MBC is a rare histological subtype of BC, most of which commonly present with a triple negative phenotype [34, 35]. Compared with invasive ductal carcinoma, MBC is characterized by lower differentiation, larger tumor size, less LNM and poorer clinical outcomes [36, 37]. In this study, among all 2205 patients, 1803 (81.8%) were poorly differentiated or undifferentiated, 402 (18.2%) were ER-positive, 286 (13.0%) were PR-positive, 76 (6.5%) were HER-2-positive, 1633 (74.1%) had tumors greater than 2 cm, 546 (24.8%) observed LNM. These results are consistent with the findings of previous studies.

LNM is considered a significant negative prognostic factor and is vitally important for therapeutic decision-making for MBC patients. But, current preoperative imaging modalities do not have high sensitivities and specificities in the diagnosis of LNM. Moreover, MBC has a wide range of histological patterns and extremely minimal metaplastic area, so it is difficult to identify by fine-needle aspiration or core biopsy before operation [38]. Leyrer CM et al. reported only 41% (46/113) patients were identified preoperatively as MBC on initial image-guided core biopsy [31]. Furthermore, nomogram, as a simple and advanced prediction tool, can estimate individualized risk by integrating substantial clinicopathological characteristics [39]. Therefore, it is necessary to establish a simple and sensitive preoperative prediction model of regional LNM in MBC patients.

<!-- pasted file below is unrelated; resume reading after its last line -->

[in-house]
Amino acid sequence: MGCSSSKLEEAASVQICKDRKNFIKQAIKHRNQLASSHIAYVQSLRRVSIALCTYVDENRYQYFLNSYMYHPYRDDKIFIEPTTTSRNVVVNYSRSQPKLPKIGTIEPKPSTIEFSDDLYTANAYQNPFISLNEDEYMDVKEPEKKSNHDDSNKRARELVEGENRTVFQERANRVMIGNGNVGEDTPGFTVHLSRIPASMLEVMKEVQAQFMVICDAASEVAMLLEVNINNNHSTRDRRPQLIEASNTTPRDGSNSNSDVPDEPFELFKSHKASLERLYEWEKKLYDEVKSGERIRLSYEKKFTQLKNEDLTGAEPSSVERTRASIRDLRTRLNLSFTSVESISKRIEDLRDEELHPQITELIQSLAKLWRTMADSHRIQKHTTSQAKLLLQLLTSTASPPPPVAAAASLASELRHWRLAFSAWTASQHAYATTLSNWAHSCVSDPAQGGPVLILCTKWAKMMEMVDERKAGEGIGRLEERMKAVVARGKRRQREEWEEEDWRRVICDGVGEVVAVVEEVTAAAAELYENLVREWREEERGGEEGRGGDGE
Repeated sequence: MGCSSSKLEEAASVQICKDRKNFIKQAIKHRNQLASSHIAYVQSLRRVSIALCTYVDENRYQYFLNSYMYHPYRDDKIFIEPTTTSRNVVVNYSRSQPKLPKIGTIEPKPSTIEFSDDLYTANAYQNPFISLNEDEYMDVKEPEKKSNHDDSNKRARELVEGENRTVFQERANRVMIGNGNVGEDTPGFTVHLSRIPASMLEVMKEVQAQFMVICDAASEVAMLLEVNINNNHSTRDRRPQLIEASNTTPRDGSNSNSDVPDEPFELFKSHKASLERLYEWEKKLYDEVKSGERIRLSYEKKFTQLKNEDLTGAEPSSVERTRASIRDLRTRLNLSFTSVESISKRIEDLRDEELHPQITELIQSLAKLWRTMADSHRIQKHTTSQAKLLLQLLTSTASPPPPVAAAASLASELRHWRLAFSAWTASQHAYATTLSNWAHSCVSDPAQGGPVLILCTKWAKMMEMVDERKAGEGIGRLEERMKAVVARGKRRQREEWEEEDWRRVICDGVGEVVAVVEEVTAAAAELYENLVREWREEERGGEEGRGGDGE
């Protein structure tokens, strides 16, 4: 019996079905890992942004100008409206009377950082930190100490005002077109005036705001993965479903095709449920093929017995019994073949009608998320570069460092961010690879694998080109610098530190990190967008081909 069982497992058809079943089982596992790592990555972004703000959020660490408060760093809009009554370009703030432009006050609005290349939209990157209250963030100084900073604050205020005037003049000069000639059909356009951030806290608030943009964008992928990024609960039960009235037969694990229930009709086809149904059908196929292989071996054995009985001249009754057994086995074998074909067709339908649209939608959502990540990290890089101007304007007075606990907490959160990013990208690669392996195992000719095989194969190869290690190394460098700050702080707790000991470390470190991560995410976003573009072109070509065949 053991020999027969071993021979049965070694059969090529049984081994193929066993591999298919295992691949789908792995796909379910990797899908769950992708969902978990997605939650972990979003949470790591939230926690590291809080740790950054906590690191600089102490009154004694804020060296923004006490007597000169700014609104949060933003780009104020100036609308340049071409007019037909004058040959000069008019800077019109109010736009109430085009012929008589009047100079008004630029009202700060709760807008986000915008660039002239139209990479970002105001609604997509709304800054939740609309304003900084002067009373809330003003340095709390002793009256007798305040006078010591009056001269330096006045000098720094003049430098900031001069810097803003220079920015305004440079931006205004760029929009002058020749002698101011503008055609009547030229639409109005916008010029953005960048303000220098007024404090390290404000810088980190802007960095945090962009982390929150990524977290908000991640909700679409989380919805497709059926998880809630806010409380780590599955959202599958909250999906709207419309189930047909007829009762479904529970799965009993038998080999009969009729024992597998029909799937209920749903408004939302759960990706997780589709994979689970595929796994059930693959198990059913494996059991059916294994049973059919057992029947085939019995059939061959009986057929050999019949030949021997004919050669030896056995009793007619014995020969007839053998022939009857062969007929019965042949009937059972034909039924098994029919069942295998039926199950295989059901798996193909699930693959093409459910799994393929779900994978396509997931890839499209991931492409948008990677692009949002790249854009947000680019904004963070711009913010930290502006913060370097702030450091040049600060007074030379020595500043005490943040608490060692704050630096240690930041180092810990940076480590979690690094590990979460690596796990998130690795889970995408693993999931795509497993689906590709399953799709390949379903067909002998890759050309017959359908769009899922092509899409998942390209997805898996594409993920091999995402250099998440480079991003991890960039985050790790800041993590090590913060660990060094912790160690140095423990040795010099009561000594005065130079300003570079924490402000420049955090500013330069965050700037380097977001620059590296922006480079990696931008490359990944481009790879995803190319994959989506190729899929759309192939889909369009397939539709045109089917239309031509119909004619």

In our study, grade, ER status and tumor size were considered independent predictors for regional LNM in patients with MBC. Then, those three clinicopathological variables were incorporated into a preoperative estimation model of regional LNM risk. To the best of our knowledge, this is the first population-based study to develop and validate a nomogram for predicting the preoperative individualized risk of regional LNM in MBC patients. In both training set and validation set, the AUC of the nomogram was higher than 0.6 and the calibration curves corresponded with the idealized 45° line, which demonstrated excellent discrimination and calibration of the nomogram. Nevertheless, great discrimination and calibration of the nomogram are not sufficient because they do not equal to clinical utility. In addition, MBC has a low incidence rate, and most available studies are retrospective studies of small samples. Hence, we used DCA to estimate the clinical usefulness, and DCA curves revealed greater net benefit of the established nomogram model. In other words, through this nomogram, we can accurately predict the regional lymph node status of MBC patients.